• Brantingham, Patricia L., and Paul J. Brantingham. 1990. Situational crime prevention in practice. Canadian Journal of Criminology 32:17–40.

    This work presents the SCP approach and applies it to the Canadian context of crime prevention by providing examples of its use in ongoing business enterprises and in the planning stages of new public and private building projects.

  • Brantingham, Paul J., and Frederic L. Faust. 1976. A conceptual model of crime prevention. Crime and Delinquency 22:284–296.

    DOI: 10.1177/001112877602200302

    This groundbreaking work uses the public-health model of disease prevention to explain three different approaches to the prevention of crime, primary, secondary, and tertiary crime prevention.

  • Clarke, R. V. G. 1980. “Situational” crime prevention: Theory and practice. British Journal of Criminology 20:136–147.

    This widely disseminated article presents discussions of the term “situational crime prevention” and sets out the arguments in support of that approach that are still relevant to SCP today.

  • Clarke, Ronald V. 1995. Situational crime prevention. In Building a safer society: Strategic approaches to crime prevention. Edited by Michael Tonry and David P. Farrington, 91–150. Crime and Justice 19. Chicago: Univ. of Chicago Press.

    This essay presents a comprehensive description of the situational approach to crime prevention, including a number of theories that focus on the importance of crime opportunities in producing crime events; a method for analyzing problems, identifying solutions, and evaluating results; and a set of techniques shown to be successful in reducing crime.

  • Clarke, Ronald V. 2009. Situational crime prevention: Theoretical background and current practice. In Handbook of crime and deviance. Edited by Marvin D. Krohn, Alan J. Lizotte, and Gina Penly Hall, 259–276. New York: Springer.

    DOI: 10.1007/978-1-4419-0245-0

    This work summarizes the approach of SCP in general, including a discussion of adaptation, and sets out some of the factors recognized as inadvertently creating crime opportunities, such as criminogenic products, poor management, badly designed buildings and places, “leaky” systems, and criminogenic laws.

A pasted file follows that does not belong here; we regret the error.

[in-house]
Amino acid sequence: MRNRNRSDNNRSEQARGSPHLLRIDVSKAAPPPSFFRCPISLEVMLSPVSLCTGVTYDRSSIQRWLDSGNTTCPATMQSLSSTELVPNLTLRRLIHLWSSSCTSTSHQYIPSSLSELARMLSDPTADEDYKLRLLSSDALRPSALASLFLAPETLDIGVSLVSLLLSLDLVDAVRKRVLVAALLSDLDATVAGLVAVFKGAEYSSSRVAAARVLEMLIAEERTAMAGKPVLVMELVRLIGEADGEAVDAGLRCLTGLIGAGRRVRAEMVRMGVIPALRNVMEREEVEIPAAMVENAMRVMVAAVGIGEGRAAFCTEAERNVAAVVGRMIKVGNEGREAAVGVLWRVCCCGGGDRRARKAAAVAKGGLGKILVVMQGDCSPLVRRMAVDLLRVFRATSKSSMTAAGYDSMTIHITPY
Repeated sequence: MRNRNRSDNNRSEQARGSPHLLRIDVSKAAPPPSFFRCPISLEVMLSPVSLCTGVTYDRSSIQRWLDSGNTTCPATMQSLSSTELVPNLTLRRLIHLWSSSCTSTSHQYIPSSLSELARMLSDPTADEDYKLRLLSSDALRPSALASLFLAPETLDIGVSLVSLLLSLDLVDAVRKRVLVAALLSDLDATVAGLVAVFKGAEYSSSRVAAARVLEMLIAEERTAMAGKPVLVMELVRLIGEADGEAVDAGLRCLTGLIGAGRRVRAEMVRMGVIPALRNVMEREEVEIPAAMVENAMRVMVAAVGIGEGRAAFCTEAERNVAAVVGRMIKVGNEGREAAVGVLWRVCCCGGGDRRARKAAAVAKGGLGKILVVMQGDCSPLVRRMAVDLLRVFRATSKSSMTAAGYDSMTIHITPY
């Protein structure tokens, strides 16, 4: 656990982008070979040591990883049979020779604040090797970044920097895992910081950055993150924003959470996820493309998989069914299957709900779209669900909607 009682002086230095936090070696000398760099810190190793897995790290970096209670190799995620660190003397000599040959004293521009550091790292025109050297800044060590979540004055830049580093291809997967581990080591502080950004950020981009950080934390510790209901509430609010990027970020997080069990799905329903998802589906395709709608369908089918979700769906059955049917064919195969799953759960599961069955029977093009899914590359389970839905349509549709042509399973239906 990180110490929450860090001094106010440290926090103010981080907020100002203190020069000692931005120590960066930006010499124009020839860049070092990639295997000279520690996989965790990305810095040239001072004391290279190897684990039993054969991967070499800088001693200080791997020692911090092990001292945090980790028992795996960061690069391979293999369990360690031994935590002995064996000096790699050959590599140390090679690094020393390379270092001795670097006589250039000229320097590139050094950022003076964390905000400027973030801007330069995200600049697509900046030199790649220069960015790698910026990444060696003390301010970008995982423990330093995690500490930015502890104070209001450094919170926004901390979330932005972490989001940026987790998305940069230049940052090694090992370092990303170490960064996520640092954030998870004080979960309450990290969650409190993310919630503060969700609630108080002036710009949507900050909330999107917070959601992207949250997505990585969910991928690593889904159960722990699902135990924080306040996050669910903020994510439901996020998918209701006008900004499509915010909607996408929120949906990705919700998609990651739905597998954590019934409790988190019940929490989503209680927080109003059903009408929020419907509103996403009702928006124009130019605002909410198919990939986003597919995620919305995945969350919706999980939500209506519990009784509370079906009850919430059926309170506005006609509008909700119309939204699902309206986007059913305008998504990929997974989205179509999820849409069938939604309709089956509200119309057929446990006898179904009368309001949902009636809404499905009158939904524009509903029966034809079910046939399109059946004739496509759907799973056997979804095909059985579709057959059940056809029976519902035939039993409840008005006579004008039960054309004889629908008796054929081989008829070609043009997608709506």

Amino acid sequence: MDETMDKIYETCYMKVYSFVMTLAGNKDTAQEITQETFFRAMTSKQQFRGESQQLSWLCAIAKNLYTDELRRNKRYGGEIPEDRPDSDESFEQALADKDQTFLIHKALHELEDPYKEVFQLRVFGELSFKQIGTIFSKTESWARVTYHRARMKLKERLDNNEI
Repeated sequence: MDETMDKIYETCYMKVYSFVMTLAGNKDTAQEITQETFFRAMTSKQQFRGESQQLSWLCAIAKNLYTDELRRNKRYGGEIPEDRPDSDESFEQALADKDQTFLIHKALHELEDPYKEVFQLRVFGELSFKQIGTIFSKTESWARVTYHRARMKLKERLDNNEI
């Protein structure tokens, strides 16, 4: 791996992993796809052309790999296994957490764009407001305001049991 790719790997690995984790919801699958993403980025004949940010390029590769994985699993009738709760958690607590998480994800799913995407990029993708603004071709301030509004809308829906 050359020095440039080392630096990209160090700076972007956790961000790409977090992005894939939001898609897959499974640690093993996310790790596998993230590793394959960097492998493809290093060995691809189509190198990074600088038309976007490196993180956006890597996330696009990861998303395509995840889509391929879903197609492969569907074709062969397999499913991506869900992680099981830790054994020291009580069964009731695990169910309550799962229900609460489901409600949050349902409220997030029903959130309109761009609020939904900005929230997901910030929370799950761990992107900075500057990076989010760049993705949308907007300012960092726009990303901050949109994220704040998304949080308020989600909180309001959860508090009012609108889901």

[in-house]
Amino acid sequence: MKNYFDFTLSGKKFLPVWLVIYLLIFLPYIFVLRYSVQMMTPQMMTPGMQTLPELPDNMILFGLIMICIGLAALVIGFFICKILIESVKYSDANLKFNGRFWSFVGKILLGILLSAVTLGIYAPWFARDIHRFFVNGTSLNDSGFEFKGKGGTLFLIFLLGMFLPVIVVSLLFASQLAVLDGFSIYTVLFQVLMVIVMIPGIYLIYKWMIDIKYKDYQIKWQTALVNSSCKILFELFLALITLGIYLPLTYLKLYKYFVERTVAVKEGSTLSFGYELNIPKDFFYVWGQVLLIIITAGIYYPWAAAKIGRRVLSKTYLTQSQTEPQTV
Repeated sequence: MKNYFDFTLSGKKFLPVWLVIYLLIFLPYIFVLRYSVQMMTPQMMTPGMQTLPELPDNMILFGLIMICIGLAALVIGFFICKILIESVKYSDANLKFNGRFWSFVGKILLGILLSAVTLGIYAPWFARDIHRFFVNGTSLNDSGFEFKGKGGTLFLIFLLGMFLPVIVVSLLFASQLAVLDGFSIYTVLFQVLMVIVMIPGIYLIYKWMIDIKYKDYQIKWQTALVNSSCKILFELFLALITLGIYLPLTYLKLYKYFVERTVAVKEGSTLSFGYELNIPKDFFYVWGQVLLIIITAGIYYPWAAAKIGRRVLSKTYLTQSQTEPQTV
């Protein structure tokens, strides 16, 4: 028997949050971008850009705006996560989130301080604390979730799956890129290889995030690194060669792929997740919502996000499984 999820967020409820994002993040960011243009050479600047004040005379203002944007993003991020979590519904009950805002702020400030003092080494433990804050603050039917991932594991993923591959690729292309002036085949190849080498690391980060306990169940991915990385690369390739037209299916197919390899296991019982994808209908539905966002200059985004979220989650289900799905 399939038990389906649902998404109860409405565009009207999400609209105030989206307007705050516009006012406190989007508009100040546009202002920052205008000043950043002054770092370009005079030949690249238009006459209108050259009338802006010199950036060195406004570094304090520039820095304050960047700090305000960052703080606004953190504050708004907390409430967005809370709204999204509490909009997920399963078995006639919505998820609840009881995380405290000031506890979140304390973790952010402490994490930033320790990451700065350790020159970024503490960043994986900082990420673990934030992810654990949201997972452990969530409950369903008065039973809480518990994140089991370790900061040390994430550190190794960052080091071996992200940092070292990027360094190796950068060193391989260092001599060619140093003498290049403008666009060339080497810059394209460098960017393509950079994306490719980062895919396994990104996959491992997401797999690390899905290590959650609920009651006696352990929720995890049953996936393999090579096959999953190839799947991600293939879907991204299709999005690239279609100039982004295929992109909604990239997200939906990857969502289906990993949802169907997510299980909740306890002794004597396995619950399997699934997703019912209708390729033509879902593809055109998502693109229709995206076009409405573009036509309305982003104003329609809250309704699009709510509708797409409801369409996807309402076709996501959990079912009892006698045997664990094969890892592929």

• Lab, Steven P. 2010. Crime prevention: Approaches, practices and evaluations. 7th ed. Albany, NY: LexisNexis Anderson.

    Primarily an undergraduate text on crime prevention, this publication provides a chapter explaining situational crime prevention, its theoretical underpinnings, history, and examples of its use.

  • Laycock, Gloria. 2005. Defining crime science. In Crime science: New approaches to preventing and detecting crime. Edited by Melissa J. Smith and Nick Tilley, 3–24. Cullompton, UK: Willan.

    This article sets out the definition of a new paradigm called “crime science,” which includes SCP and crime detection, has a wide multidisciplinary methodological and knowledge base, and incorporates the standards and values of the natural sciences as a key component.

  • Pease, Ken. 1994. Crime prevention. In The Oxford handbook of criminology. Edited by Mike Maguire, Rod Morgan, and Robert Reiner, 659–703. Oxford: Clarendon.

    Looking at SCP and other forms of crime prevention as primary, secondary, or tertiary prevention, this work examines the theoretical underpinnings and the background and development of the situational approach, contrasts it with contemporaneous perspectives, and examines its future in the context of Britain in the 1990s.

  • Tilley, Nick. 2009. Crime prevention. Cullompton, UK: Willan.

    This accessible text on crime prevention has detailed, up-to-date chapters on situational measures and mechanisms, implementation, and evaluation that could provide an overview for university students, particularly in the United Kingdom, as well as those new to the field.